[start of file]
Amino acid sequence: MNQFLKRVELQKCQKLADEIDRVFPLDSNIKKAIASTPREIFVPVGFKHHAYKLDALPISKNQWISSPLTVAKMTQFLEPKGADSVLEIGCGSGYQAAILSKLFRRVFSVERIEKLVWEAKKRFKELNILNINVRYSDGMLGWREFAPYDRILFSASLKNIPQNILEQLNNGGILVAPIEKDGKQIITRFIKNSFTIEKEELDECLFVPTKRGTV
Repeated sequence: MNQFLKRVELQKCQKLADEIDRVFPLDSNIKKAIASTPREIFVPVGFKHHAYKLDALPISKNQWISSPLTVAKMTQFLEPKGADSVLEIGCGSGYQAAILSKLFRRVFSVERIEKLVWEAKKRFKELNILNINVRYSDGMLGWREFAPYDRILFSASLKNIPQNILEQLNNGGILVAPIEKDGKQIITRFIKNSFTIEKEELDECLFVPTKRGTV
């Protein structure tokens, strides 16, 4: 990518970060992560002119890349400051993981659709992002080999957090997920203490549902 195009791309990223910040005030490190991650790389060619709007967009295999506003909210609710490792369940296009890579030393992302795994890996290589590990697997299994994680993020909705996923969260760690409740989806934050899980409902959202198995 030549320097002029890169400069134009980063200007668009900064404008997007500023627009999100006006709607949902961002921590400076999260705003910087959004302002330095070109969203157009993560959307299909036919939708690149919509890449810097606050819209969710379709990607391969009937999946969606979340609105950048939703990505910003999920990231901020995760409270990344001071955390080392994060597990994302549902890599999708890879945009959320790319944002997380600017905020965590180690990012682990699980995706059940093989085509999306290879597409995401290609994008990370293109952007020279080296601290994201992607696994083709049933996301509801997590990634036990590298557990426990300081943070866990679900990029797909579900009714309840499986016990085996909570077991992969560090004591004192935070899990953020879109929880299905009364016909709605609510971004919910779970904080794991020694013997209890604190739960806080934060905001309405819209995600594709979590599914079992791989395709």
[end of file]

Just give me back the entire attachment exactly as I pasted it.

Amino acid sequence: MNQFLKRVELQKCQKLADEIDRVFPLDSNIKKAIASTPREIFVPVGFKHHAYKLDALPISKNQWISSPLTVAKMTQFLEPKGADSVLEIGCGSGYQAAILSKLFRRVFSVERIEKLVWEAKKRFKELNILNINVRYSDGMLGWREFAPYDRILFSASLKNIPQNILEQLNNGGILVAPIEKDGKQIITRFIKNSFTIEKEELDECLFVPTKRGTV
Repeated sequence: MNQFLKRVELQKCQKLADEIDRVFPLDSNIKKAIASTPREIFVPVGFKHHAYKLDALPISKNQWISSPLTVAKMTQFLEPKGADSVLEIGCGSGYQAAILSKLFRRVFSVERIEKLVWEAKKRFKELNILNINVRYSDGMLGWREFAPYDRILFSASLKNIPQNILEQLNNGGILVAPIEKDGKQIITRFIKNSFTIEKEELDECLFVPTKRGTV
């Protein structure tokens, strides 16, 4: 990518970060992560002119890349400051993981659709992002080999957090997920203490549902 195009791309990223910040005030490190991650790389060619709007967009295999506003909210609710490792369940296009890579030393992302795994890996290589590990697997299994994680993020909705996923969260760690409740989806934050899980409902959202198995 030549320097002029890169400069134009980063200007668009900064404008997007500023627009999100006006709607949902961002921590400076999260705003910087959004302002330095070109969203157009993560959307299909036919939708690149919509890449810097606050819209969710379709990607391969009937999946969606979340609105950048939703990505910003999920990231901020995760409270990344001071955390080392994060597990994302549902890599999708890879945009959320790319944002997380600017905020965590180690990012682990699980995706059940093989085509999306290879597409995401290609994008990370293109952007020279080296601290994201992607696994083709049933996301509801997590990634036990590298557990426990300081943070866990679900990029797909579900009714309840499986016990085996909570077991992969560090004591004192935070899990953020879109929880299905009364016909709605609510971004919910779970904080794991020694013997209890604190739960806080934060905001309405819209995600594709979590599914079992791989395709």